Physicists in Japan have theoretically shown that an optical equivalent
of the Hall effect exists, and that this hypothesis could be borne out
with experiments with polarized light.
In the classic Hall effect, an electric current, pulled along a conductor
by an electric field, will be deflected sideways somewhat if in addition
a magnetic field (perpendicular to the electric field and to the plane
of the conductor) is applied. One can attribute to the sideways motion
a "Hall voltage" and a "Hall resistance."
If the experimental conditions are even more stringent---extremely
cold temperatures and high magnetic field---a quantum equivalent of
the Hall effect manifests itself. In this case the electrons execute
trajectories that are quantized; that is, the Hall resistance can take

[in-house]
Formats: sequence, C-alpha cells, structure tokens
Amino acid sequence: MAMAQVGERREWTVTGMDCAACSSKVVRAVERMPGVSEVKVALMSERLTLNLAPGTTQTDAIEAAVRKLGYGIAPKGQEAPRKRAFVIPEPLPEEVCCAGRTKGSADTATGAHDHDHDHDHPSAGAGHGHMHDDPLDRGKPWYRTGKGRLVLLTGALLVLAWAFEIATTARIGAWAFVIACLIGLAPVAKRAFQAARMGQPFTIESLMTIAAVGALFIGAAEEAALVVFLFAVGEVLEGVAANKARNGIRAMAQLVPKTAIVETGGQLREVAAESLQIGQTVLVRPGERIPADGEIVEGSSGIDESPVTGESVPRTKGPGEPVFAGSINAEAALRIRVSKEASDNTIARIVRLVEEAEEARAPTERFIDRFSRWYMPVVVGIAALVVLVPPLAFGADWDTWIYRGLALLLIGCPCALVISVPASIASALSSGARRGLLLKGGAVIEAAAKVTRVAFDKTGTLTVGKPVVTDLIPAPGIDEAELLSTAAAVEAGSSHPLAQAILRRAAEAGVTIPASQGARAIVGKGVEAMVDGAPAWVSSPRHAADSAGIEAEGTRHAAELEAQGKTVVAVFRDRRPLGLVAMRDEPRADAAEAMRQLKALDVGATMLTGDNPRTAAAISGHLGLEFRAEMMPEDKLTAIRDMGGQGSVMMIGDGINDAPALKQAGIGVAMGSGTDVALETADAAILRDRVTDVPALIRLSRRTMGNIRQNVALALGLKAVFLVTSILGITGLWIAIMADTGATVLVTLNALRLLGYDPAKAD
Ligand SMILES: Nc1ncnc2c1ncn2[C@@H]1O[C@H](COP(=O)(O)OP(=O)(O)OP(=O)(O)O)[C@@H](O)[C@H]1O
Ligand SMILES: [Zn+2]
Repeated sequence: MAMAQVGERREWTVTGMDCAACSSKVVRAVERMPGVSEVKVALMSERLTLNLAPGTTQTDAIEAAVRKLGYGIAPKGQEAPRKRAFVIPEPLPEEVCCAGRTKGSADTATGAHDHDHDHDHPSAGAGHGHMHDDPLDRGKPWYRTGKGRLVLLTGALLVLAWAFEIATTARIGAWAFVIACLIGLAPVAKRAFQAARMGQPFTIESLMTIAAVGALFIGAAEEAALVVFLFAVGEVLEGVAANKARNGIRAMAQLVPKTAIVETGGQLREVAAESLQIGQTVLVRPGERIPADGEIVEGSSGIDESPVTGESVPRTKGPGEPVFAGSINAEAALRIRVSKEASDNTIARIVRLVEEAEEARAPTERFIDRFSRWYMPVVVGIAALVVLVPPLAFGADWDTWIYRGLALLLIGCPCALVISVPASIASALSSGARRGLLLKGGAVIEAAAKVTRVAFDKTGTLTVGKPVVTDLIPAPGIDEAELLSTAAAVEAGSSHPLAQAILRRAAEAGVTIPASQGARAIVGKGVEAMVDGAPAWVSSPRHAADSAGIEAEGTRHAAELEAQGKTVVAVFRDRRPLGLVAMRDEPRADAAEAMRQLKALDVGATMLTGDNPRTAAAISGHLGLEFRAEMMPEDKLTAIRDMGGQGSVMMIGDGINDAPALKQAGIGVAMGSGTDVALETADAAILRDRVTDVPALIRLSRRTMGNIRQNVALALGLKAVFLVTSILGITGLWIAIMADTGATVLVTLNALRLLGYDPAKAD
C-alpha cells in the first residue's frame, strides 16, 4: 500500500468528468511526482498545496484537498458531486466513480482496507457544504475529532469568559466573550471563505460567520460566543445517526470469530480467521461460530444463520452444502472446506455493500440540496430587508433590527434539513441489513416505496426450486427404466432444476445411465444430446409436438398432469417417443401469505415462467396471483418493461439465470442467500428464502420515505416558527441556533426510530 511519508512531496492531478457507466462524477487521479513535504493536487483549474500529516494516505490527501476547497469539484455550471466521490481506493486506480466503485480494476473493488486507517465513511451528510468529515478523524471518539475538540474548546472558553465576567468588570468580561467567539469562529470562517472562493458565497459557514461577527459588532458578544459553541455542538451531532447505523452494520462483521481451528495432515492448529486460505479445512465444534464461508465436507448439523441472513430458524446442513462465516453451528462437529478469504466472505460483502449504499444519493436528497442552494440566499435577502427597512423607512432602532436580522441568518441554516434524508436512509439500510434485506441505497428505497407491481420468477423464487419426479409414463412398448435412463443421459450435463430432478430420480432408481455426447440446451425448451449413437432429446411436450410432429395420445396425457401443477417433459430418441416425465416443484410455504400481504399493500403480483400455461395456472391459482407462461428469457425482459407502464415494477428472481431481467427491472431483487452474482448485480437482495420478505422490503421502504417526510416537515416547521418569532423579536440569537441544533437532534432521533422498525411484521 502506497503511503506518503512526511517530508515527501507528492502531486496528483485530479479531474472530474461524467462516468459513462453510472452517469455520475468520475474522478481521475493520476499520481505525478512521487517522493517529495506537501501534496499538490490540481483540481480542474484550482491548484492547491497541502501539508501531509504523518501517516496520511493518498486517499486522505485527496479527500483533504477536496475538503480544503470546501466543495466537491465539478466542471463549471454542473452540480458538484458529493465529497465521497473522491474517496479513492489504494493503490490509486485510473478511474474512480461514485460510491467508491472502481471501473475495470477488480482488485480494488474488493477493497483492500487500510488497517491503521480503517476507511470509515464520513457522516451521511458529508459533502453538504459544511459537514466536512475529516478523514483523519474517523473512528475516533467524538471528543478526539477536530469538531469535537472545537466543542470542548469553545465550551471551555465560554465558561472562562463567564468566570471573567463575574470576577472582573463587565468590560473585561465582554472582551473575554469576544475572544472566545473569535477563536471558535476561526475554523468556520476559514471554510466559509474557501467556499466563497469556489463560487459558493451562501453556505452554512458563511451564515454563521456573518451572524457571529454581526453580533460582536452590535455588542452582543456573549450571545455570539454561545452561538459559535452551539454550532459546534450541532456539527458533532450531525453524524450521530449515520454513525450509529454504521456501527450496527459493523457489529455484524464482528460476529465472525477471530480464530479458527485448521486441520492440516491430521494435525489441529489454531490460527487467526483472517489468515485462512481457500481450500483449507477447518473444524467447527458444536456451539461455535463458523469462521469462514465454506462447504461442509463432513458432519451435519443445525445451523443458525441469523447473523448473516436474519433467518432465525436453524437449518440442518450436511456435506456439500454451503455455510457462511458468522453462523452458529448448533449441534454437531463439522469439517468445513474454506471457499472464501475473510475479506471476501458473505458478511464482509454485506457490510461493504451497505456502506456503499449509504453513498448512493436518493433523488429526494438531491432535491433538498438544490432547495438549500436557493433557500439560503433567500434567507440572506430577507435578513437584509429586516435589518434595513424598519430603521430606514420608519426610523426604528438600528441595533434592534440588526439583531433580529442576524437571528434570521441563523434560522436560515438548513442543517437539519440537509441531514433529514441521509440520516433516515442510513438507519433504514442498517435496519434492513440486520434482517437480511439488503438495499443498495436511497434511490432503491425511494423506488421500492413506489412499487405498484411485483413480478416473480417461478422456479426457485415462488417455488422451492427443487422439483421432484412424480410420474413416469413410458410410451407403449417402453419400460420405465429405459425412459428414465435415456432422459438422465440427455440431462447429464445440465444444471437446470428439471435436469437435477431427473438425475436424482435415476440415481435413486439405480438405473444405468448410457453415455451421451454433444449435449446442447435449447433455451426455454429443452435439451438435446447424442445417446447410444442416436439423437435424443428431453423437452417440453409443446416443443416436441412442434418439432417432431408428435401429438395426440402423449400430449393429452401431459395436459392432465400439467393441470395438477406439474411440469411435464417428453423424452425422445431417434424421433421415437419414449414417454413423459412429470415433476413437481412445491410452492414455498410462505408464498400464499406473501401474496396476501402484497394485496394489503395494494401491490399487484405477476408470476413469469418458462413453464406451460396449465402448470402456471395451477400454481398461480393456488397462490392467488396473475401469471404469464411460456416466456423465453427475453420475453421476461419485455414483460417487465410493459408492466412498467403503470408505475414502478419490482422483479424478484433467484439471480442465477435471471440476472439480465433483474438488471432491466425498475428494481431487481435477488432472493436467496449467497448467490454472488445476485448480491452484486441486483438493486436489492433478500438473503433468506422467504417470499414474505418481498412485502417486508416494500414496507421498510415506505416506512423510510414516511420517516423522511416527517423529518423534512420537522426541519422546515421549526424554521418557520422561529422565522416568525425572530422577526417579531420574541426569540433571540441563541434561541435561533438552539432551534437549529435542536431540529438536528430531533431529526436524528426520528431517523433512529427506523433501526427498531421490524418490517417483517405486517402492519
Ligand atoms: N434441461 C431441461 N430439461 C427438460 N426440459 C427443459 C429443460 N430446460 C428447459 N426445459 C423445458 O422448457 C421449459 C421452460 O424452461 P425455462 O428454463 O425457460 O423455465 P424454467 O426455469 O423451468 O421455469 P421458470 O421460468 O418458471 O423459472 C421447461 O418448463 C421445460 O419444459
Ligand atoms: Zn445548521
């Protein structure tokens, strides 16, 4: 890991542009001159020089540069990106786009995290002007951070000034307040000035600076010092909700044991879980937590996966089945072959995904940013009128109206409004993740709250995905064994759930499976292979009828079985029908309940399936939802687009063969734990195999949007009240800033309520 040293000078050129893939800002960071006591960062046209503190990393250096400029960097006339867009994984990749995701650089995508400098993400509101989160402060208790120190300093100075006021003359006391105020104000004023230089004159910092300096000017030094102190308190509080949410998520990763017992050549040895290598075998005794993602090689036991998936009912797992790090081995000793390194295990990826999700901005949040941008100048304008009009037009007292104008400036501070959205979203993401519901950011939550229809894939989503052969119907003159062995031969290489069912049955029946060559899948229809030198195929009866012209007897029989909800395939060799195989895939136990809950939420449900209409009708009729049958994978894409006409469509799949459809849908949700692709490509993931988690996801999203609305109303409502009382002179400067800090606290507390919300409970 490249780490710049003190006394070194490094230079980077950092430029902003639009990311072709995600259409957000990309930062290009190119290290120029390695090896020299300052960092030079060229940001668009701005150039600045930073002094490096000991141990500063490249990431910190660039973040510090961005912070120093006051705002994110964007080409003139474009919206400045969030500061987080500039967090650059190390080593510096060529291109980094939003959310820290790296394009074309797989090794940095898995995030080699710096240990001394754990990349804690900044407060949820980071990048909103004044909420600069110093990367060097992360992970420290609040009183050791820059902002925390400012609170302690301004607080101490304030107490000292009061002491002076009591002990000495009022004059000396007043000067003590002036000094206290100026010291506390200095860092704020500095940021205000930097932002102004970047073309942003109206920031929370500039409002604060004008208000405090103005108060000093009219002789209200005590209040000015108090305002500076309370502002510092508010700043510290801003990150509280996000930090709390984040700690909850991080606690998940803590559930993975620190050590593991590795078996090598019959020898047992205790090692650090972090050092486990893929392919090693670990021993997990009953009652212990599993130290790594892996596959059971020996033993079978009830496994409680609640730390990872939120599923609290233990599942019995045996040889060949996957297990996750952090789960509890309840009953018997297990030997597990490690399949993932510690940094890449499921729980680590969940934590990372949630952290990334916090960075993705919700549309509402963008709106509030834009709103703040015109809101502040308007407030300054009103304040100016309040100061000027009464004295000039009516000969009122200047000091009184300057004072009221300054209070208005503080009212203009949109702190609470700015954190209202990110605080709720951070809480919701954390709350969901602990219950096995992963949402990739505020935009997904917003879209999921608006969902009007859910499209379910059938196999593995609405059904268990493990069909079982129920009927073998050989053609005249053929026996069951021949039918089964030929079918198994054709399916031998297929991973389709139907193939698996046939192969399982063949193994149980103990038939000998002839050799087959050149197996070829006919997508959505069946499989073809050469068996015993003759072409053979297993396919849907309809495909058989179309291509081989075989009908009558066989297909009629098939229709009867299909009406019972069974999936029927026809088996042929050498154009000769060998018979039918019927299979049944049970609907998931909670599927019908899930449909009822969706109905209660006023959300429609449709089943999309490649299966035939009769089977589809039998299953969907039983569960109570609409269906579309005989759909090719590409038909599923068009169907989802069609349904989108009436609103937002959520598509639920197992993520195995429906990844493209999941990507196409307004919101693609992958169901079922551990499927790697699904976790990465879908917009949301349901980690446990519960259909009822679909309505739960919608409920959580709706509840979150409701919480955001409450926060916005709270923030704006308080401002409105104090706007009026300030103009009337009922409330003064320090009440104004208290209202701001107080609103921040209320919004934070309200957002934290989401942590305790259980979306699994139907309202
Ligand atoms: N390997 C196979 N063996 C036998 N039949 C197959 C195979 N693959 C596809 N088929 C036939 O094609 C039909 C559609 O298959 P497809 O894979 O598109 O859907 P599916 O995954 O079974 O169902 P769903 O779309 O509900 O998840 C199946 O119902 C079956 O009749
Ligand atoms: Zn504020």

only certain discrete values.
Something like this might be happening when a light ray moves from
one medium into another. The amount of the shift sideways at the deflection
will depend on the change in the index of refraction from the one medium
into the other.
Masaru Onoda (email@example.com, 81-29-861-2985) at the National Institute
of Advanced Industrial Science and Technology (Tsukuba, Japan) and his
colleagues at the University of Tokyo believe that the topological aspects
of light refraction in materials can be explored in upcoming experiments
using photonic crystals. In effect, they are predicting a correction
to Snell's law for spin-polarized light. (Onoda et al., Physical
Review Letters, upcoming article.)